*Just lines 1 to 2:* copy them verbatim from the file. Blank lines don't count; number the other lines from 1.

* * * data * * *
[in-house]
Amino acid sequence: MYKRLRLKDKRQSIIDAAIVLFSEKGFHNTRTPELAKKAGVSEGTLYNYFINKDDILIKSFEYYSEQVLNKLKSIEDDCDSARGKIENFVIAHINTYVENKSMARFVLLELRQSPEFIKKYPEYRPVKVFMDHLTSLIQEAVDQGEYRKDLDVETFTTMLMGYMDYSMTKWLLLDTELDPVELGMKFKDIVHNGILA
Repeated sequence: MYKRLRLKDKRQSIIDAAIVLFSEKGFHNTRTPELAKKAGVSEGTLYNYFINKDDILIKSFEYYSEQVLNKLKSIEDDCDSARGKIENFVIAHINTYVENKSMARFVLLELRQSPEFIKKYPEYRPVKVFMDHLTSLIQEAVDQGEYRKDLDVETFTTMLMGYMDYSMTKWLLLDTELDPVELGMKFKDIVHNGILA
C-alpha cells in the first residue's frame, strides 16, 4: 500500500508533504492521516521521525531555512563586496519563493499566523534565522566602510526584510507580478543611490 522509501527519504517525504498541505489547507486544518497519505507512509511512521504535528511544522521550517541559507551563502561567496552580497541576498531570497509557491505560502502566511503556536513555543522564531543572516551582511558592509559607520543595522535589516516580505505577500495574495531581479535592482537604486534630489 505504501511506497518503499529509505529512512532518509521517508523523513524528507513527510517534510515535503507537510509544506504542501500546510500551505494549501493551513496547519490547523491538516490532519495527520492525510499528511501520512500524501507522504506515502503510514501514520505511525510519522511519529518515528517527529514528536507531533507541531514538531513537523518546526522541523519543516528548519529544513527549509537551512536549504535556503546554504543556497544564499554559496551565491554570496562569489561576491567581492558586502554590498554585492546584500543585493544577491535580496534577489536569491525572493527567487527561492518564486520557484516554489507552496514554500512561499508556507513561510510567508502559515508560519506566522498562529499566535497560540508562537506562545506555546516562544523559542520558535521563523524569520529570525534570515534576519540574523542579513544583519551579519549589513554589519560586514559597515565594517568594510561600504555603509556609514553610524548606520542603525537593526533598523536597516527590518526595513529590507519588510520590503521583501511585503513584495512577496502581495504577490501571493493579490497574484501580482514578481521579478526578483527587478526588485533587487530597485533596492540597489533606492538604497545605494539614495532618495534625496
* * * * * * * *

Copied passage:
[in-house]
Amino acid sequence: MYKRLRLKDKRQSIIDAAIVLFSEKGFHNTRTPELAKKAGVSEGTLYNYFINKDDILIKSFEYYSEQVLNKLKSIEDDCDSARGKIENFVIAHINTYVENKSMARFVLLELRQSPEFIKKYPEYRPVKVFMDHLTSLIQEAVDQGEYRKDLDVETFTTMLMGYMDYSMTKWLLLDTELDPVELGMKFKDIVHNGILA